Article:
Murle
Native toSouth Sudan, Ethiopia
EthnicityMurle people
Native speakers
196,000 (2017)[1]
nearly extinct in Ethiopia
Nilo-Saharan?
Dialects
  • Olam (Ngalam)
  • Omo
Latin (in South Sudan)
Language codes
ISO 639-3mur
Glottologmurl1244
ELPMurle

Murle (also Ajibba, Beir, Merule, Mourle, Murule) is a Surmic Language spoken by the Murle people in the southeast of South Sudan, near the Ethiopian border. A very small number of Murle live across the border in southwestern Ethiopia.

The basic word order for Murle clauses is VSO (verb–subject–object).[2] The morphology of the verb agrees with the person and number of the subject, and can also indicate that of the object. Some typologically exceptional points of grammar are discussed by Arensen, et al., such as that VSO languages have been predicted to not have postpositions or final interrogatives.[3]

Marking of number on nouns in Murle is complex, with no single suffix being generally productive. Some nouns are marked with a singulative suffix, some with a plural suffix, some with both, and a few with irregular stems for each number. Arensen has proposed a set of semantically based categories (such as association with men, or with weather and seasons) to try to predict which suffixes will be used (1992, 1998).

Payne (2006)[4] has proposed analyzing some cases as examples of subtractive morphology. Payne proposes that these two forms exemplify how Murle plurals can be predicted from singular forms, but not vice versa.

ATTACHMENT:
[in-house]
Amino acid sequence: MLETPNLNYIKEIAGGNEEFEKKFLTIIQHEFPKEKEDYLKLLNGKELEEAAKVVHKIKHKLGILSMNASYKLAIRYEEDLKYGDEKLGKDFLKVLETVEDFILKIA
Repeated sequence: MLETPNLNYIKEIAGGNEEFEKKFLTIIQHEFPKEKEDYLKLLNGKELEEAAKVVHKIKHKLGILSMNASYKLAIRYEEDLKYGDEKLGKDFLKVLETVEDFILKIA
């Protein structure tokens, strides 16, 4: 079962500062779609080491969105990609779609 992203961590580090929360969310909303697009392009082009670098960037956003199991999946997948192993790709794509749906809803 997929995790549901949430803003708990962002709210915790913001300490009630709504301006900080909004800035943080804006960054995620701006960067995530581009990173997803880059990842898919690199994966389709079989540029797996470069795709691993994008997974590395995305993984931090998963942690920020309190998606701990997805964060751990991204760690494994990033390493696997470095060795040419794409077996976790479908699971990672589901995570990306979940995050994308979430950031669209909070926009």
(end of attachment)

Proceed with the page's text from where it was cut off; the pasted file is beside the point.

onyiit 'rib' onyii 'ribs'

rottin 'warrior' rotti 'warriors'

However, the same final consonants are found in productive marking of singulative number in Majang, another Surmic language, e.g. ŋɛɛti-n 'louse', ŋɛɛti 'lice'.[5] Also, final -t has been shown to be a singulative suffix in Murle and other Surmic languages,[6] fitting the pattern of T for singular and K for plural pointed out by Margaret Bryant.[7] If these final consonants are analyzed as singulative suffixes, it means that the claim of unusual discovery of subtractive morphology in Murle is incorrect. Rather, Murle is shown to have a frequent pattern of singulative suffixes.

The New Testament has been translated into the Murle language.

Phonology

Consonants

Labial Dental Alveolar Post-
alveolar
Palatal Velar
Stop/
Affricate
voiceless p t k
voiced b d g
implosive ɓ ɗ̠ ɠ
Fricative v ð z
Nasal m n ɲ ŋ
Trill r
Lateral l
Approximant w j

Vowels

+ATR -ATR
Front Back Front Central Back
Close i u ɪ ʊ
Mid e o ɛ ɔ
Open a

Vowel length is also distinctive.[8]

References

  1. ^ Murle at Ethnologue (25th ed., 2022) Closed access icon
  2. ^ (Arensen 1982)
  3. ^ Arensen, Jon, Nicky de Jong, Scott Randal, Peter Unseth. 1997. "Interrogatives in Surmic Languages and Greenberg's Universals", Occasional Papers in the Study of Sudanese Languages 7:71–90.
  4. ^ Payne, Thomas (2006). Exploring language structure : a student's guide. Cambridge, UK New York: Cambridge University Press. pp. 44, 45. ISBN 0-521-67150-7.
  5. ^ p. 124; Bender, M. Lionel. 1983. Majang phonology and morphology. In Nilo-Saharan Language Studies, ed. by M. Lionel Bender, 114-147. East Lansing: Michigan State University.
  6. ^ p. 86. Unseth, Peter. 1988. Majang nominal plurals, with comparative notes. Studies in African Linguistics 19.1:75-91.
  7. ^ Bryan, Margaret. 1959. The T/K languages: A new substratum. Africa 29:1-21.
  8. ^ Yigezu, Moges (2005). Aspects of Murle phonology. In Journal of Ethiopian Studies XXXVIII. pp. 115–129.((cite book)): CS1 maint: location missing publisher (link)

Literature